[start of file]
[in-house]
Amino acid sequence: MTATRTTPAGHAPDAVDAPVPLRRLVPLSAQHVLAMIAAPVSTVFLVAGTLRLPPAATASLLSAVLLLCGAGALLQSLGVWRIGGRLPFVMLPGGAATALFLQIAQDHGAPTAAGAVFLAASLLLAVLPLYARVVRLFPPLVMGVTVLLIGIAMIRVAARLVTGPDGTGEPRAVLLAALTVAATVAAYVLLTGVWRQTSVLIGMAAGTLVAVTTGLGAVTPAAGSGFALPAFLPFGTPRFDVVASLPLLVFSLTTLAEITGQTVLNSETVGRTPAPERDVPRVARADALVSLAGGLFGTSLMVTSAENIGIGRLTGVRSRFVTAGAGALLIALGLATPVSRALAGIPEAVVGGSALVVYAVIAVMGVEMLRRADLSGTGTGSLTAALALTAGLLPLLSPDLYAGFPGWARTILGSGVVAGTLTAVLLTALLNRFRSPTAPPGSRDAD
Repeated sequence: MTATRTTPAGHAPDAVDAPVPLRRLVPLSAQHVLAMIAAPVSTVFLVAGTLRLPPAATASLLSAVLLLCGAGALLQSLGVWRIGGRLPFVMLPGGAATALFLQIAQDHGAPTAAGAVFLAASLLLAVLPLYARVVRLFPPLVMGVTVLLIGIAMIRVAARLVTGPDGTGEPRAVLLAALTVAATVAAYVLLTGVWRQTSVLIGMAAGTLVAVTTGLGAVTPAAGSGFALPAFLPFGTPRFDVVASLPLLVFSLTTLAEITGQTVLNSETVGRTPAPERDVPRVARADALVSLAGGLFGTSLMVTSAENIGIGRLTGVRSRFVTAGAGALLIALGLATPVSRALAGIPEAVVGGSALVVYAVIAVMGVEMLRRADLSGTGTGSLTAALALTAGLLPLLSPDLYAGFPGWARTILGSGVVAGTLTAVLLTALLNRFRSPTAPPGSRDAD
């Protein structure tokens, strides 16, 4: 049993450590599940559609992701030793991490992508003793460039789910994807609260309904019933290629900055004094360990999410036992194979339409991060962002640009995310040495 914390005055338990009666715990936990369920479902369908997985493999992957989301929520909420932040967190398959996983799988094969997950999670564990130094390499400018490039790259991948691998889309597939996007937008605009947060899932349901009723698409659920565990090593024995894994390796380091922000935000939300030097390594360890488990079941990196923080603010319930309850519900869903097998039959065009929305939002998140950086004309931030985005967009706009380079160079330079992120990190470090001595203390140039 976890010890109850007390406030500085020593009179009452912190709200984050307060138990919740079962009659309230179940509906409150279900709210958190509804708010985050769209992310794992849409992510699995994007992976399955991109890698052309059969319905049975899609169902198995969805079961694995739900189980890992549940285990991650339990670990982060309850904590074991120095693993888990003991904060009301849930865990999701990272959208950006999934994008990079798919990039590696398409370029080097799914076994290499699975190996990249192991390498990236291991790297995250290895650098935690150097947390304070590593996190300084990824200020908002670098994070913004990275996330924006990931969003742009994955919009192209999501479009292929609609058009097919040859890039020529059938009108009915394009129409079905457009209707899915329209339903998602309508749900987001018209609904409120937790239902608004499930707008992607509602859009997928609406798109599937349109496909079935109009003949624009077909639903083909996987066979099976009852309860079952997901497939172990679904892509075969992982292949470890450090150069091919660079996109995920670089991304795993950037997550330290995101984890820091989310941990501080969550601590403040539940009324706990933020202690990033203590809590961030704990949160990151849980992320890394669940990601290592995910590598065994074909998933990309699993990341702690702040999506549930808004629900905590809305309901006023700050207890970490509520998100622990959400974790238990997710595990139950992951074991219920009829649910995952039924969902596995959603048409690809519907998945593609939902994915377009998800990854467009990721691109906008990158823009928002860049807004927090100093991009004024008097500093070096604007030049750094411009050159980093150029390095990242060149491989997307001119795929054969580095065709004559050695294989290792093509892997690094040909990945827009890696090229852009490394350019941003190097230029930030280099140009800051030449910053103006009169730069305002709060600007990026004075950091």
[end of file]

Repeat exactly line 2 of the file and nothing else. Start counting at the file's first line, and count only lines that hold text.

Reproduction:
Amino acid sequence: MTATRTTPAGHAPDAVDAPVPLRRLVPLSAQHVLAMIAAPVSTVFLVAGTLRLPPAATASLLSAVLLLCGAGALLQSLGVWRIGGRLPFVMLPGGAATALFLQIAQDHGAPTAAGAVFLAASLLLAVLPLYARVVRLFPPLVMGVTVLLIGIAMIRVAARLVTGPDGTGEPRAVLLAALTVAATVAAYVLLTGVWRQTSVLIGMAAGTLVAVTTGLGAVTPAAGSGFALPAFLPFGTPRFDVVASLPLLVFSLTTLAEITGQTVLNSETVGRTPAPERDVPRVARADALVSLAGGLFGTSLMVTSAENIGIGRLTGVRSRFVTAGAGALLIALGLATPVSRALAGIPEAVVGGSALVVYAVIAVMGVEMLRRADLSGTGTGSLTAALALTAGLLPLLSPDLYAGFPGWARTILGSGVVAGTLTAVLLTALLNRFRSPTAPPGSRDAD